Table 5. Effect of different energy level during gestation on intestinal morphology in newborn pigs.
ItemControlLow energyp-Value
Duodenum
Villus height (μm)566.37 ± 37.57529.08 ± 23.180.418
Crypt depth (μm)135.81 ± 9.04150.67 ± 7.840.243
VCR4.21 ± 0.253.53 ± 0.160.048
Jejunum
Villus height (μm)635.46 ± 37.54492.27 ± 45.220.041
Crypt depth (μm)119.35 ± 2.24107.08 ± 2.500.325
VCR5.50 ± 0.354.61 ± 0.450.157
Ileum
Villus height (μm)782.46 ± 46.08426.58 ± 51.450.001
Crypt depth (μm)113.89 ± 7.80112.90 ± 14.070.952
VCR6.90 ± 0.143.80 ± 0.150.000
VCR, ratio of villus height to crypt depth. Mean values with their standard errors. n = 6 for each group.
Table 6. Effect of different energy levels during gestation on intestinal morphology of weaning piglets challenged with Escherichia coli lipopolysaccharide.
Table 6. Effect of different energy levels during gestation on intestinal morphology of weaning piglets challenged with Escherichia coli lipopolysaccharide.
ItemControlLow Energyp-Value
−LPS+LPS−LPS+LPSDietLPSDiet × LPS
Duodenum
Villus height (μm)491.46 ± 26.86 a423.46 ± 12.61 b335.90 ± 22.63 c374.25 ± 15.86 bc<0.0010.4540.015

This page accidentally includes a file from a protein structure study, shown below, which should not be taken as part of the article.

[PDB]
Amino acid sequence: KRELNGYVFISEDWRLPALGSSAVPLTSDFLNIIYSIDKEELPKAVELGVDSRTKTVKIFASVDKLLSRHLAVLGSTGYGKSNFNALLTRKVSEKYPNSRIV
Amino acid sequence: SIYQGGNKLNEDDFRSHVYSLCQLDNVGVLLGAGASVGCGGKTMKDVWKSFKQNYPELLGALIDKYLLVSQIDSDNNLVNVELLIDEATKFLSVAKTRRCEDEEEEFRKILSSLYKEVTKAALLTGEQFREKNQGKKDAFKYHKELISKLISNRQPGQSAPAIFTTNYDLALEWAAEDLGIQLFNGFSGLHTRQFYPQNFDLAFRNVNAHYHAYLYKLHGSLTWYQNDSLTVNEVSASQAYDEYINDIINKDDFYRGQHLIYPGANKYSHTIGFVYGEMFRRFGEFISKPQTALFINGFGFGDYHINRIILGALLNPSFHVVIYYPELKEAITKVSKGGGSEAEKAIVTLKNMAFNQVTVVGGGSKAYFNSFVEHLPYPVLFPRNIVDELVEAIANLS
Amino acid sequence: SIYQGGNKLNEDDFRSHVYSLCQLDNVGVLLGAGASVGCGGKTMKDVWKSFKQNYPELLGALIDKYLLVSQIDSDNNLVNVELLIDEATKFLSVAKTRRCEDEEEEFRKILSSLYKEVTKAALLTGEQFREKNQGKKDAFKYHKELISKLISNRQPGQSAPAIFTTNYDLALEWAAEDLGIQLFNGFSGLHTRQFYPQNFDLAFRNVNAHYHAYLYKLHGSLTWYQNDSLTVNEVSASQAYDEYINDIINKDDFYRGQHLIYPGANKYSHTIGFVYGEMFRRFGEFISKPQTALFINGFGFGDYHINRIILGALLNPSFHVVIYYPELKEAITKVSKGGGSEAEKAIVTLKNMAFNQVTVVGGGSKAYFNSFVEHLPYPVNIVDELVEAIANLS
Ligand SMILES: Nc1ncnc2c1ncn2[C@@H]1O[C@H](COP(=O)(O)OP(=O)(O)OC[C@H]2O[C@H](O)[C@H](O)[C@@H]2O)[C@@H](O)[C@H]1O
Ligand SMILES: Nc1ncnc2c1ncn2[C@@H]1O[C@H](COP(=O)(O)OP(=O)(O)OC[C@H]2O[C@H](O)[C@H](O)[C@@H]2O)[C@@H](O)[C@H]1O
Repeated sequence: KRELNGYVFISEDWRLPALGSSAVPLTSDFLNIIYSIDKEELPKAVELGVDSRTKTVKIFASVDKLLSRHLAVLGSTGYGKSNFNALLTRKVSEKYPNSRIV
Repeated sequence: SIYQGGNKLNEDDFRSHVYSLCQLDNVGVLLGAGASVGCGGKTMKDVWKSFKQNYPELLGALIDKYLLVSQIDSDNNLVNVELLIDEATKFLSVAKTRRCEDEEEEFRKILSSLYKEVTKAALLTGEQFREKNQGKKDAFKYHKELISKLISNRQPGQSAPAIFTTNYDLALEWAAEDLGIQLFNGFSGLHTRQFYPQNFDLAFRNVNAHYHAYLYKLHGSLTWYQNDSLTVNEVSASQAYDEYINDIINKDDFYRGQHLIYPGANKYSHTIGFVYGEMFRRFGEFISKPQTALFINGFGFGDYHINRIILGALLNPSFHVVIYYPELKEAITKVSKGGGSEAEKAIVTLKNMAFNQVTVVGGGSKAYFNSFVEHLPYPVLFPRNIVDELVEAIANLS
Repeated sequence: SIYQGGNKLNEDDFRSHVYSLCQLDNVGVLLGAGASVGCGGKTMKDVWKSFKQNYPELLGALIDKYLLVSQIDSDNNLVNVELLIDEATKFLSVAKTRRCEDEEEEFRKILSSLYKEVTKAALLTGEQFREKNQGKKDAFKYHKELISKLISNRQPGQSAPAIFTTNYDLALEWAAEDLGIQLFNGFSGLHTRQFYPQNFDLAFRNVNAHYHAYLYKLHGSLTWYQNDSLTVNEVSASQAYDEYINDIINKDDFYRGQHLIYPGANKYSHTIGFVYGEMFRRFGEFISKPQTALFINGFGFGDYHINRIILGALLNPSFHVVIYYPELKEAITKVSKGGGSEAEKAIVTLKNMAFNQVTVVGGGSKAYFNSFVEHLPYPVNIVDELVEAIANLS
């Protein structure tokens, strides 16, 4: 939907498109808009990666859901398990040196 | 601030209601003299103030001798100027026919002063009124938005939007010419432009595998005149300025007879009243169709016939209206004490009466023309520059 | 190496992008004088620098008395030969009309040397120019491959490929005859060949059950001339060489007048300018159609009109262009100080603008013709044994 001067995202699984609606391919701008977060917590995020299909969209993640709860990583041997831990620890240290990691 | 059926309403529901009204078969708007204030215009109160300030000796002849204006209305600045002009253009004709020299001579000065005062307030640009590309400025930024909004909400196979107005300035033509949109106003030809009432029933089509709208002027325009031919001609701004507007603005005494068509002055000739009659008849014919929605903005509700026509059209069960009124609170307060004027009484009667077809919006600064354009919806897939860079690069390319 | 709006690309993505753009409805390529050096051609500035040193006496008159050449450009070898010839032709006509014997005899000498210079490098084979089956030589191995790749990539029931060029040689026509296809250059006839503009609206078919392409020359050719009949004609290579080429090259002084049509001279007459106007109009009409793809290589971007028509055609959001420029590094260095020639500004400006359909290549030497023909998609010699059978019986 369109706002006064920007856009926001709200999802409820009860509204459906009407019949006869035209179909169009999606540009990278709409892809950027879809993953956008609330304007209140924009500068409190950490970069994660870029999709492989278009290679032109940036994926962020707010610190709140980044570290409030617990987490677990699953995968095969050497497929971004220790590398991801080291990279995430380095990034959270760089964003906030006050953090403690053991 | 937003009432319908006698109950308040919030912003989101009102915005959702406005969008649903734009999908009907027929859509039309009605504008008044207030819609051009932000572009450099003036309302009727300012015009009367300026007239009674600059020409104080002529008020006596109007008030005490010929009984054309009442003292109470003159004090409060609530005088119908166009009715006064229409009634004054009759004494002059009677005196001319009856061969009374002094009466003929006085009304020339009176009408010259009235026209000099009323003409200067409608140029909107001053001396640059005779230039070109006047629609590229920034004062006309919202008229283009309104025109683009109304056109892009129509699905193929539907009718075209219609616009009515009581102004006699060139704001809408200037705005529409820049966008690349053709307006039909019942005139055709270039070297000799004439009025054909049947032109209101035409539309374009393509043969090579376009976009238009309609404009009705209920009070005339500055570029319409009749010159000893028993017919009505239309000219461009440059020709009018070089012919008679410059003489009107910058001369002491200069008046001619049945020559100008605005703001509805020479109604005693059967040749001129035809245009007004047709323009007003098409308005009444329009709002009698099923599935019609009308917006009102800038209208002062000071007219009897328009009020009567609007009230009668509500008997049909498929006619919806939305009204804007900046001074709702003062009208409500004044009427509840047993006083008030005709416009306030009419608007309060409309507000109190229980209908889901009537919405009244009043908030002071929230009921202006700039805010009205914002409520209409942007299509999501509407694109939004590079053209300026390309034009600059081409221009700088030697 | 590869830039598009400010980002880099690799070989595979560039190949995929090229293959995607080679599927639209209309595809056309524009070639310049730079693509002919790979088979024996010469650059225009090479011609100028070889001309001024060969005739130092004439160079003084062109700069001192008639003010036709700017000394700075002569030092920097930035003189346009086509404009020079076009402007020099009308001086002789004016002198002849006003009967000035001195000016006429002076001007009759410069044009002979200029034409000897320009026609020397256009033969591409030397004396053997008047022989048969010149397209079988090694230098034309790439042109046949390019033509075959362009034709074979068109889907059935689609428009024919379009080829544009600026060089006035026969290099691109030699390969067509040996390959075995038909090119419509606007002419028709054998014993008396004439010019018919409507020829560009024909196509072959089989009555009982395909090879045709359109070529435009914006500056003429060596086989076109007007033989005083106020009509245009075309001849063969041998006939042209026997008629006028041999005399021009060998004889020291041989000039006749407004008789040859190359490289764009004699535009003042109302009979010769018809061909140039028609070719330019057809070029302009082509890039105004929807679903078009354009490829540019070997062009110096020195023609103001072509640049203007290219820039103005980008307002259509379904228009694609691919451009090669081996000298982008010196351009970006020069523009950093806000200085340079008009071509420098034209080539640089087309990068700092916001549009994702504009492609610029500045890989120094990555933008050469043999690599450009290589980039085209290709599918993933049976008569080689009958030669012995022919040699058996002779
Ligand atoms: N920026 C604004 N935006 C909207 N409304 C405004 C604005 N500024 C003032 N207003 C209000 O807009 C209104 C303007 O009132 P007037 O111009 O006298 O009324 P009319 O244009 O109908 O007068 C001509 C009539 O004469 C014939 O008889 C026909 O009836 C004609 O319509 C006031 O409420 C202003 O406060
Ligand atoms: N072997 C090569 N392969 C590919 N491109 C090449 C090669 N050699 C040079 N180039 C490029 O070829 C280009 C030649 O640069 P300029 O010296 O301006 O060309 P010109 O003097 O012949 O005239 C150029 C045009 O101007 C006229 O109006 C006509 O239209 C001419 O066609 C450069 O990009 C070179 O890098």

Crypt depth (μm)201.72 ± 10.82 a194.73 ± 7.25 a169.07 ± 7.28 b191.22 ± 4.72 ab0.0310.3320.074
VCR2.47 ± 0.262.38 ± 0.401.99 ± 0.122.01 ± 0.250.1730.9090.845
Jejunum
Villus height (μm)322.18 ± 13.96 a314.34 ± 13.69 a289.17 ± 16.72 ab260.96 ± 12.31 b0.0080.2240.485
Crypt depth (μm)133.11 ± 9.43145.35 ± 8.47148.60 ± 6.90140.59 ± 7.830.5340.8050.248
VCR2.44 ± 0.262.20 ± 0.201.98 ± 0.191.92 ± 0.280.1570.5550.707
Ileum
Villus height (μm)272.60 ± 9.15260.27 ± 12.58246.79 ± 18.65225.71 ± 18.380.0660.2870.776
Crypt depth (μm)121.55 ± 9.13114.92 ± 11.79127.65 ± 2.89144.82 ± 10.630.1280.6420.302
VCR2.26 ± 0.10 a2.36 ± 0.22 a1.95 ± 0.24 ab1.62 ± 0.17 b0.0190.5690.290
VCR, ratio of villus height to crypt depth. −LPS, piglets not challenged with LPS; +LPS, piglets challenged with LPS. Mean values with their standard errors. Within a row, means with different superscript letters are significantly different (p < 0.05); n = 6 for each group.
Table 7. Effect of different energy levels during gestation on intestinal enzyme activity in newborn pigs.
Table 7. Effect of different energy levels during gestation on intestinal enzyme activity in newborn pigs.
ItemControlLow Energyp-Value
Jejunum
Lactase (U/mg protein)161.28 ± 20.1383.95 ± 14.580.010
Sucrase (U/mg protein)3.03 ± 0.431.92 ± 0.420.167
Maltase (U/mg protein)15.59 ± 3.3814.14 ± 2.660.550
Ileum
Lactase (U/mg protein)23.92 ± 3.7115.48 ± 2.080.717
Sucrase (U/mg protein)1.43 ± 0.230.71 ± 0.130.020
Maltase (U/mg protein)6.55 ± 1.409.19 ± 1.220.401
Mean values with their standard errors. N = 6 for each group.
Table 8. Effect of different energy levels during gestation on intestinal enzyme activity of weaning piglets challenged with Escherichia coli lipopolysaccharide.